The "Assembly of God"

Discussion about the New Testament, apocrypha, gnostics, church fathers, Christian origins, historical Jesus or otherwise, etc.
rgprice
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Re: The "Assembly of God"

Post by rgprice »

Irish1975 wrote: Fri May 21, 2021 10:23 am
rgprice wrote: Fri May 21, 2021 8:36 am Yeah, 1 Thess 2 is particularly thorny. It's both important and a can of worms. I also find that trying to make sense of the canonical Pauline letters is increasingly difficult because it's clear that alterations and multiple authors abound. Trying to come up with any consistent line of reasoning is almost impossible. It's also a challenge specifically because of the nature of the editing that was done to the letters. Just as in the case of 1 Thess 2, many of the most significant elements are hampered by interpolation.
Yes. I largely agree with your account of the 2nd century interpolators/editors in the Roman church (maybe Ephesus too). I'm starting to eschew the concept of "the (7) authentic Pauline epistles" in favor of a more vague "Pauline Corpus." If we knew there were only one man behind the big four epistles Galatians, 1 & 2 Corinthians, Romans, that would be one thing. But it almost seems easier to identity the personality behind 1 Corinthians and 1 Thessalonians than to identify the Paul of Romans with the Corinthian Paul.
We do not know if the "authentic letters of Paul" within Marcion's collection contained interpolations.
What about 1 Cor 2:6-16? See recent discussion about Arthur Droge's case for interpolation there.
It also seems to me that there is a relationship between the writing of the Gospel of Luke, Acts of the Apostles, and the orthodox version of Paul's letters.
Indeed. I've argued that the intro to Romans (at least 1:1-4) and Romans 15 are particularly suspect. It is standard to use Romans 15 to situate the epistle in a historical context, but what a phony context. Quite clear that Marcion had only a 14 chapter epistle, and the orthodox crafting of 15 was particularly concerned to weasel in a respect for Peter's apostlehood in the eyes of Paul, similar to the much more flagrant interpolation at Galatians 2:7b-8.
Yeah, I largely agree with that. Romans 16 is also a complicated one. And even Romans 10 for that matter. Romans 16 does seem to make sense as an authentic work, but clearly it wasn't a part of Marcion. However, I can accept that Romans circulated as an independent letter that was different from the version in the collection. I can also see why Romans 16 would be excluded from Marcion's publication even if he knew of it, because its largely irrelevant material that's mostly just a cover letter. So I could agree that Romans 16 was both authentic and not a part of Marcion's version and that later orthodox compilers had hold of an independent version of that one letter. Yet it remains suspect that the only place ekklēsia exists in Romans is in Romans 16.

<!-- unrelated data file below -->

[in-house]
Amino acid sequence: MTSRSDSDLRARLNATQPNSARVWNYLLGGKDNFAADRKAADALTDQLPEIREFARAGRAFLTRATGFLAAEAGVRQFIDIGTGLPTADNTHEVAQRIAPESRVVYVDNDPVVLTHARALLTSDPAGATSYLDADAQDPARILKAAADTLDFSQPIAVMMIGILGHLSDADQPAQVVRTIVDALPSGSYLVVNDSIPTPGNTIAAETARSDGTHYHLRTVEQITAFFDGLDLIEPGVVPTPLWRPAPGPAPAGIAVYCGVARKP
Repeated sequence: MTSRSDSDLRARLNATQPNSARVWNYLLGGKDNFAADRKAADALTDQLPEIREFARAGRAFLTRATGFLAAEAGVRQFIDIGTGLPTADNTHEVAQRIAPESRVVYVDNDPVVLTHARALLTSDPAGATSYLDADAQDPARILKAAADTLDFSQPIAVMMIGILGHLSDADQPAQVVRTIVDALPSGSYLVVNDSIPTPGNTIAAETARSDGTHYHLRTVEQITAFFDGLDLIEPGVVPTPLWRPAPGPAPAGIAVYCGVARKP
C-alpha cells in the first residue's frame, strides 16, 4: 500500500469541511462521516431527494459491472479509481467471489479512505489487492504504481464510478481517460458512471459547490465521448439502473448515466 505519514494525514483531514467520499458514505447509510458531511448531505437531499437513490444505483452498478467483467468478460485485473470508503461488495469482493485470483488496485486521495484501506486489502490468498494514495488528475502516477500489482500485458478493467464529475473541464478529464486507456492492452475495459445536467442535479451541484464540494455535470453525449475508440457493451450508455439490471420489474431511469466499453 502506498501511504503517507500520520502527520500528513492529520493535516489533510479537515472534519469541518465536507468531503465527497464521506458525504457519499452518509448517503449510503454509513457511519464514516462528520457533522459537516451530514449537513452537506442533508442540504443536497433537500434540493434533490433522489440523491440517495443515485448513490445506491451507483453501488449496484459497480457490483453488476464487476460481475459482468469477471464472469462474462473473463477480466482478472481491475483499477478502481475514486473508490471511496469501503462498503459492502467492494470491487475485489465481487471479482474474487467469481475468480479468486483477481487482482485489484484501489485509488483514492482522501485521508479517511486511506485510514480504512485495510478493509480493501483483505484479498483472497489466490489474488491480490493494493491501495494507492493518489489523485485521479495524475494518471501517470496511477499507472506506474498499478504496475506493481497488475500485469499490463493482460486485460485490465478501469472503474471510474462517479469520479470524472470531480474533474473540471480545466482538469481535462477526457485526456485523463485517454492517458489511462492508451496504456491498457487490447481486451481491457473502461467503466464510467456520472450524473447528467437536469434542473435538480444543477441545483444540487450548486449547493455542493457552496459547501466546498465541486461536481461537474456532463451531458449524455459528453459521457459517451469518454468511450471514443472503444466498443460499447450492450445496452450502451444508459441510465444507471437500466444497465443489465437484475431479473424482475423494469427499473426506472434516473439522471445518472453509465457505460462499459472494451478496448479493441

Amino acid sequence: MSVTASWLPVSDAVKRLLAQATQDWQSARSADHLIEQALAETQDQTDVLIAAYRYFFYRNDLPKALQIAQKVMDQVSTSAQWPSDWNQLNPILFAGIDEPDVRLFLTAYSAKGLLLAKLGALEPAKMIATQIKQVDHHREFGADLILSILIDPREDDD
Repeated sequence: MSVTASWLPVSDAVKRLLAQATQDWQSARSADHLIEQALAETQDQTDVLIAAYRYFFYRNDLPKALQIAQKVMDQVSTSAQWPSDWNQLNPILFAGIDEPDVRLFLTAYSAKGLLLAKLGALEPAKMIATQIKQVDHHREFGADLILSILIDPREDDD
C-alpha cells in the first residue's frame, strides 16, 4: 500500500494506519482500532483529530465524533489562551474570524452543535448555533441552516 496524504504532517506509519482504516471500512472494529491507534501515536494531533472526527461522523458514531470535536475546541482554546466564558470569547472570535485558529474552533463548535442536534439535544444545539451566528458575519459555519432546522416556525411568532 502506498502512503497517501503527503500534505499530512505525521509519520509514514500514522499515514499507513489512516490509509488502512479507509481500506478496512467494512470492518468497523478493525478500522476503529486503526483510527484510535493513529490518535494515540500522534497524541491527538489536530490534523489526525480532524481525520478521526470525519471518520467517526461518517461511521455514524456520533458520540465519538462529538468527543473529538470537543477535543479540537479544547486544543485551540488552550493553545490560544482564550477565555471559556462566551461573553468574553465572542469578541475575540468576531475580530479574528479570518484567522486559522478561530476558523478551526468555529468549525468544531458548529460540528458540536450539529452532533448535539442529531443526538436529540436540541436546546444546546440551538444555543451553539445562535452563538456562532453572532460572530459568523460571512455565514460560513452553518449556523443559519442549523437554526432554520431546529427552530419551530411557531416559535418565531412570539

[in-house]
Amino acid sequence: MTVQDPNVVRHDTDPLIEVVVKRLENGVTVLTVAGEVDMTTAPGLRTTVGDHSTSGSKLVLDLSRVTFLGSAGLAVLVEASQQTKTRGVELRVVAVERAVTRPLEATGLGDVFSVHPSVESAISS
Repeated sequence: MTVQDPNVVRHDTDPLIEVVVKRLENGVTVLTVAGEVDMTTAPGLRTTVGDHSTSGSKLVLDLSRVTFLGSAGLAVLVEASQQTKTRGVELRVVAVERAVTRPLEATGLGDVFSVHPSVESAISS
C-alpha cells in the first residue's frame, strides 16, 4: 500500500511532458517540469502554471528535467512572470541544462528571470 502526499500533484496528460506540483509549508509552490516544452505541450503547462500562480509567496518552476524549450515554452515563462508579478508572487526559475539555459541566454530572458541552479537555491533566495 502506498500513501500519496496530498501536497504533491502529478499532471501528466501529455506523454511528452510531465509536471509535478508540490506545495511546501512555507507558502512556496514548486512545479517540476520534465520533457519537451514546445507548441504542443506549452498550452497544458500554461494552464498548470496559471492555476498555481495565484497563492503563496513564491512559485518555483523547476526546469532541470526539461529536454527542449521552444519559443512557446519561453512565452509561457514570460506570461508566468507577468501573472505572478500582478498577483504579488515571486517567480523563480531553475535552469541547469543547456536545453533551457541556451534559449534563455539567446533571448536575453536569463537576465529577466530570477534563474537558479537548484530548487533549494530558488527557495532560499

But lots of Romans 15 looks suspect to me. Romans 15 contains many elements that appear designed to glorify the Romans and even subversive slights against Paul himself, meant essentially to show that Roman Christianity preceded Paul and was superior to Paul's ministry.
Stuart
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Re: The "Assembly of God"

Post by Stuart »

Romans 16 is not in the Marcionite. It's a letter from Tertius to Phoebe. Somehow that got tacked onto Romans. Of note "Greetings" or "Salute" or Salutations" is one of the words missing from the attested Marcionite Pauline letters, and only appears in the gospel pejoratively (Luke 10:4 "greet no one", 11:43 and 20:46 about those who make a show of piety to gain the salutes of men). Yes, that means almost all of chapter 16 of 1 Corinthians is probably not in Marcion and neither are the greetings to Mark and Luke in Colossians chapter 4.

It's a digression, but my strong suspicion is the Marcionite church made a big deal about being against titles and ranks. Something similar to gnostics, which appears to have extended to allowing women to preach and prophecy. My take is that these greetings at the end of some of the letters are mostly done to claim authority of the book (names largely drawn from Acts of the Apostles or various Apocryphal Acts) by association or to extend the authority of Paul to favored people, in effect blessing them. Those favored are likely claims of patrons of particular churches (i.e., family bishopric rights). Apelles may be the famous Apelles whose sect (Johannine? Apollos?) reputedly with the proto-orthodox (Petrine, Cephas) ... that would explain how the Johannine and Pauline literature found it's way into Canon, but who knows?